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At C2 Financial | Fagone Mortgage we deliver the absolute best lending experience through knowledge, communication, and passion for the home ownership experience.
Our mission supports the growth and strength of our communities and provides a pathway to the dream of home ownership.
The number of contracts to purchase pre-owned homes was unchanged in April. The National Association of Realtors® (NAR) said its Pending Home Sales Index (PHSI), a forward-looking indicator of existing home sales, remained at the March level of 78.9. The index had seen some improvement over the first three months of the year but is now down 20.3 percent on an annual basis. [pendinghomesdata] NAR Chief Economist Lawrence Yun attributed the lackluster sales during what is usually residential real estate’s most active season is due in part to ongoing inventory restraints. He added, “Affordability challenges certainly remain and continue to hold back contract signings, but a sizeable increase in housing inventory will be critical to get more Americans moving. ” While three of the four major regions saw an uptick in new sales contracts, those changes were negated by a sizeable decline in the fourth. The PHSI in the Northeast fell 11.3 percent from March to 59.1 and was 21.8 percent lower than the prior April. The Midwest’s index improved 3.6 percent to 78.4 which was down 21.4 percent on an annual basis. Pending sales in the South rose 0.1 percent to 99.6 in April while sinking by 16.7 percent year-over-year. A 4.7 percent increase in the West took that PHSI to 62.2, a 26.0 percent decline from April 2022. The Pending Home Sales Index is a leading indicator for the housing sector, based on pending sales of existing homes which are usually finalized within one or two months. The PHSI was benchmarked at 100 in 2001, a number equal to the average level of contract activity during that year.
The Mortgage Bankers Association (MBA) said its Market Composite Index, a measure of mortgage loan application volume, decreased 4.6 percent on a seasonally adjusted basis during the week ended May 19 and was 5 percent lower than the previous week on an unadjusted basis. It was the second consecutive weekly decline. The Refinance Index was down 5 percent and was 44 percent lower than the same week one year ago. The refinance share of applications was unchanged at 27.4 percent. [refiappschart] The seasonally adjusted Purchase Index fell 4 percent . The unadjusted version was 5 percent lower week-over-week and 30 percent lower on an annual basis. [purchaseappschart] “ Mortgage applications declined almost five percent last week as borrowers remained sensitive to higher rates . The 30-year fixed rate increased to 6.69 percent, the highest level since March,” said Joel Kan, MBA’s Vice President and Deputy Chief Economist. “Since rates have been so volatile and for-sale inventory still scarce, we have yet to see sustained growth in purchase applications. Refinance activity remains limited, with the refinance index falling to its lowest level in two months and more than 40 percent below last year’s pace.” Kan added, “Investors remained attuned to the uncertainty around the U.S. debt ceiling and communication from several Federal Reserve officials last week, which sent Treasury yields higher, along with mortgage rates. Economic data released over the past week have also pointed to a still-resilient economy. The housing market received positive data on new residential construction – which is seen as a key solution to the lack of housing inventory.”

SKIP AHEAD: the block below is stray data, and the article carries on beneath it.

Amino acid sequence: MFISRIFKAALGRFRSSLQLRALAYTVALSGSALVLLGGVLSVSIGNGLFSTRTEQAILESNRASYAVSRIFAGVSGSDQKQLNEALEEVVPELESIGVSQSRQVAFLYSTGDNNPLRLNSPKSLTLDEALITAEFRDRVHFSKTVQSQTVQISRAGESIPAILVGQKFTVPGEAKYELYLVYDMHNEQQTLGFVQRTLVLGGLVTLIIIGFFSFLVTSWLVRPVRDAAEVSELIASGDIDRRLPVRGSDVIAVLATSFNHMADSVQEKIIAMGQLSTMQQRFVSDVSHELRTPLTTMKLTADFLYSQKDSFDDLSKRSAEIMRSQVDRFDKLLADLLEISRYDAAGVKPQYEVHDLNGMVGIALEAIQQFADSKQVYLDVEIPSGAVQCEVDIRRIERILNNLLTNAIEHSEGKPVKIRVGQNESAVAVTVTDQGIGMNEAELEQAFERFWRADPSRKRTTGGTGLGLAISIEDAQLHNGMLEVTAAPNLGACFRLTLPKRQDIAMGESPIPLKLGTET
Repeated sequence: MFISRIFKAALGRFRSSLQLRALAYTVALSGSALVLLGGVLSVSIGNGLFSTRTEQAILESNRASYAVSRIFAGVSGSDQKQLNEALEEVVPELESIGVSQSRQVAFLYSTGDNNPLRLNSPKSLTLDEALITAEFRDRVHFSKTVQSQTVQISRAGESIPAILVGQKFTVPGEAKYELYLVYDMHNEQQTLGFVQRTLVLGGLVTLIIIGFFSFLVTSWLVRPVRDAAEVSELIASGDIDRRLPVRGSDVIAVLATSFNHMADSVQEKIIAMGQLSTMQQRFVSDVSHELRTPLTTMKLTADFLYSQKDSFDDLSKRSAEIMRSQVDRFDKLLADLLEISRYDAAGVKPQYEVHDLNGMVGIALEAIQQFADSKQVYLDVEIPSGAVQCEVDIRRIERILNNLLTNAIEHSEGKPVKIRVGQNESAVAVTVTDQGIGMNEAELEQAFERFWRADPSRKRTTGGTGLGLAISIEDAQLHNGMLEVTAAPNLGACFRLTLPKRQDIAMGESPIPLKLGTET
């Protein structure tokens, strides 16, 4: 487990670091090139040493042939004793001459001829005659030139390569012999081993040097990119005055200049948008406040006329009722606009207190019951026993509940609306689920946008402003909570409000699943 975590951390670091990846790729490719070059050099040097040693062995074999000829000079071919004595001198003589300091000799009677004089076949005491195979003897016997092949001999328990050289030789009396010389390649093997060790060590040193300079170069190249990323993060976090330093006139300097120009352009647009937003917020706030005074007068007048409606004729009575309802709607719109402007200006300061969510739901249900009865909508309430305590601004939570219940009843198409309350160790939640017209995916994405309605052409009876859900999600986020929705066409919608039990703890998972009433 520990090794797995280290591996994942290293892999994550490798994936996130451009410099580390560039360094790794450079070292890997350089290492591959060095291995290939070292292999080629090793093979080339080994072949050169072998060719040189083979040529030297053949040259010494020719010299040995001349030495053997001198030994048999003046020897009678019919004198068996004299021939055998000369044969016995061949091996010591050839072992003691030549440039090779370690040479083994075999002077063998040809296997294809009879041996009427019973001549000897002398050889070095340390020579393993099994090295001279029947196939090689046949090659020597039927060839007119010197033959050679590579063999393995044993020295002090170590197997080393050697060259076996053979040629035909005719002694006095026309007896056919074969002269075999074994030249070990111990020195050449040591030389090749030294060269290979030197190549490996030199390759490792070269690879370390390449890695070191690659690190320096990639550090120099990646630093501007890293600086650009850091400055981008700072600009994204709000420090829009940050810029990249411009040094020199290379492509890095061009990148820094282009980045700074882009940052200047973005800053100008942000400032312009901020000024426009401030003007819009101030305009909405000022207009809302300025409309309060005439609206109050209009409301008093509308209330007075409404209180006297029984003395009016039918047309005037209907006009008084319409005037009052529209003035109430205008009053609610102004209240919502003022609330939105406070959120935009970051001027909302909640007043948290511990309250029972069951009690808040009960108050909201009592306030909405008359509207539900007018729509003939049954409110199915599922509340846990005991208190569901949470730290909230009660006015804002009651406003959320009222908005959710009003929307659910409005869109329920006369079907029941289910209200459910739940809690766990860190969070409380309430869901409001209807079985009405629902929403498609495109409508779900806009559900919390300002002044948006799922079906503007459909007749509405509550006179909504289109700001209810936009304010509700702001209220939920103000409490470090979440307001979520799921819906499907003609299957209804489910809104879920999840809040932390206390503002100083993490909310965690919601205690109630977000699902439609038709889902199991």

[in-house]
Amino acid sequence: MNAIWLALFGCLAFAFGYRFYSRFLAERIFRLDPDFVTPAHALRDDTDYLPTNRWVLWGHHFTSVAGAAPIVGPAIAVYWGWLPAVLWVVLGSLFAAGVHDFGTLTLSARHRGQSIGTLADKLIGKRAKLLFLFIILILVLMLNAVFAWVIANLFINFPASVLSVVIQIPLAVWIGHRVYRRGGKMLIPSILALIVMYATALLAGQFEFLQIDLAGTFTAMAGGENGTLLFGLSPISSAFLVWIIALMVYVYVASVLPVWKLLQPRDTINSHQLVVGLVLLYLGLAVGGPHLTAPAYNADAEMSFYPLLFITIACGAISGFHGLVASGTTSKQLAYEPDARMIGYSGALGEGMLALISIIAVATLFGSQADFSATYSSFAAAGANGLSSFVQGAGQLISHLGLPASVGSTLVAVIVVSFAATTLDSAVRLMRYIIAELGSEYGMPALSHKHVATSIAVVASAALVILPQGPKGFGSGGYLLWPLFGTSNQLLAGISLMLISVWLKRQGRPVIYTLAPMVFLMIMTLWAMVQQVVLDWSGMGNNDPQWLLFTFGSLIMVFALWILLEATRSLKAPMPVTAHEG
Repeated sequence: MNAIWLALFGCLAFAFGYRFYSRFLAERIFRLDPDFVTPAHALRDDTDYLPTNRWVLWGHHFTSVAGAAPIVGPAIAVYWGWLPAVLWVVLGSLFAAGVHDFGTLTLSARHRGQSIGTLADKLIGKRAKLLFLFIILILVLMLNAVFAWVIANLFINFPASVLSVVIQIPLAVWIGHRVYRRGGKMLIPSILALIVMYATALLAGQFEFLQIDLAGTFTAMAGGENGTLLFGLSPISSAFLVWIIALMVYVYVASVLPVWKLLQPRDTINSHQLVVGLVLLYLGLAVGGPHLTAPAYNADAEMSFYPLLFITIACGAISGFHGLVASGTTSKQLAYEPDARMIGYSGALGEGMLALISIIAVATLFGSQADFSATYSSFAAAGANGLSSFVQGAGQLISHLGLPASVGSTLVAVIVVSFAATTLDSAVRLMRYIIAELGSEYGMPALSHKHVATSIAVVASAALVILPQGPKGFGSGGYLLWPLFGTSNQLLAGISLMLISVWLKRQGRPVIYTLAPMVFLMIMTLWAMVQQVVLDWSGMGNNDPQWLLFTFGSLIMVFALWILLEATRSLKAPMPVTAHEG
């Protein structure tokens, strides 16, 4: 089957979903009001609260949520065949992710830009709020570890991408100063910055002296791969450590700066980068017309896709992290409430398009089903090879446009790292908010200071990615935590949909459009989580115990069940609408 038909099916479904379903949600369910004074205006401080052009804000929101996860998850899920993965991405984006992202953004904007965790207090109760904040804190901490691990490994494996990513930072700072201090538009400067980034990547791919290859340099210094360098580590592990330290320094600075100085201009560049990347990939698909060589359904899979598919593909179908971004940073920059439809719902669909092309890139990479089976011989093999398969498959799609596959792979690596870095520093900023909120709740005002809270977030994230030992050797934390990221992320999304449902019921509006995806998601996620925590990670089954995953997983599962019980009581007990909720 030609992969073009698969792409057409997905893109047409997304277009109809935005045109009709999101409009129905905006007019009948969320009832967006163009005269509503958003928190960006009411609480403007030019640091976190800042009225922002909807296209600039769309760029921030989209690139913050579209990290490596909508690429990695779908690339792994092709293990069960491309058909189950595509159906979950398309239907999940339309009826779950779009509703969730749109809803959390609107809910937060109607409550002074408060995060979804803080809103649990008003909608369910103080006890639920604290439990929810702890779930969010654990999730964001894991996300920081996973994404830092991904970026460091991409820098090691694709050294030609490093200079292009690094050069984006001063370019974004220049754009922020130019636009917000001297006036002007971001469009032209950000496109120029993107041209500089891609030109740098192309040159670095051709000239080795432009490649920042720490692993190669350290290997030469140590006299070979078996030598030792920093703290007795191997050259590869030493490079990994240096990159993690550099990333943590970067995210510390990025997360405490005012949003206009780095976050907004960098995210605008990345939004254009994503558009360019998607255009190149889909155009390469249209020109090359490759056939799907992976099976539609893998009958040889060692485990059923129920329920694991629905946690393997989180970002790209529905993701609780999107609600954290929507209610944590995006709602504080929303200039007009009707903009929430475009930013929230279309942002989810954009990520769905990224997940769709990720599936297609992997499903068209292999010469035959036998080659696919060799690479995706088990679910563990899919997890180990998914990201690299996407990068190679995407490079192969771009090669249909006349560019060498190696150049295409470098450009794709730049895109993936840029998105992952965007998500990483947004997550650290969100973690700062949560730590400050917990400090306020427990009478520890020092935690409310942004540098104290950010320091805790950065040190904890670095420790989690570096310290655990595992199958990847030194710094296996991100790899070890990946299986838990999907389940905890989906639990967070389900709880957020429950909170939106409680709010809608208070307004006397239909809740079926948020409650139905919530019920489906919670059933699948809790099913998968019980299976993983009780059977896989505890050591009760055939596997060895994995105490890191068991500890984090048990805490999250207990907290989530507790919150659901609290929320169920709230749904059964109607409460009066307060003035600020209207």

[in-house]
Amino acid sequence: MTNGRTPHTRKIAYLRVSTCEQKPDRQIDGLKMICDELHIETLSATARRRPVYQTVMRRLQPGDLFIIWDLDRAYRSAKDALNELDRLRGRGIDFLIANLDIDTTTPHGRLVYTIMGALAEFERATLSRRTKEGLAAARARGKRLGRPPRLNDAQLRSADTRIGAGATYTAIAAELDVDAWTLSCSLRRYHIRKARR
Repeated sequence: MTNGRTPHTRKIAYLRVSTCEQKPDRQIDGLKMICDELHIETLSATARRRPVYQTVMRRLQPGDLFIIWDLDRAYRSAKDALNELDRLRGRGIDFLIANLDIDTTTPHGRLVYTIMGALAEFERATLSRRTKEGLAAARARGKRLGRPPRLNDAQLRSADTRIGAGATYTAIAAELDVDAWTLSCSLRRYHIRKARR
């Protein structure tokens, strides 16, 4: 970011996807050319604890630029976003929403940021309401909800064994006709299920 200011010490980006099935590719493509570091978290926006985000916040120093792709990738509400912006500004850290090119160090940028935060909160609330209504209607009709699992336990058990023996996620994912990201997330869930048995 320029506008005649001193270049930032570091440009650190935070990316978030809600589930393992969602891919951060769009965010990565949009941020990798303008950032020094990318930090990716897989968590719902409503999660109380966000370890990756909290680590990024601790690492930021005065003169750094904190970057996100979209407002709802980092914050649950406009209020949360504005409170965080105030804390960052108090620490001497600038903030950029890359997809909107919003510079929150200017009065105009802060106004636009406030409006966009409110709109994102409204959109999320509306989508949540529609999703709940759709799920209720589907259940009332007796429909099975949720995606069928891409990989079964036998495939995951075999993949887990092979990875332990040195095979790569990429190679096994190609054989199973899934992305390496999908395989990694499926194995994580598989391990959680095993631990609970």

Existing home sales account for the lion's share of all home sales in the U.S. Unlike "New Home Sales," this data series tracks previously sold homes. The massive rate spike in 2022 (and possibly the compounding of affordability issues due to excessive price growth) caused a sharp drop to long term lows by the end of that year. A nice, little bounce ensued to start 2023, but it's increasingly proving to be short-lived. The sales outlook is challenging due to an obscene lack of inventory. It may be slightly positive in year-over-year terms (blue line in the chart below from Calculated Risk), but still near super long term lows in outright terms (red line). Tight inventory is keeping prices higher. Combine that with stubbornly high rates and it's easy to blame "affordability" as one of the key reasons for the sales staying low. Other highlights from today's data: Median prices are down 1.7% from last year (388k vs 395.5k) Average days on market = 22 down from 29 First time buyers = 29% of market, up from 28% All-Cash buyers 28% up from 27% Investor share steady at 17%
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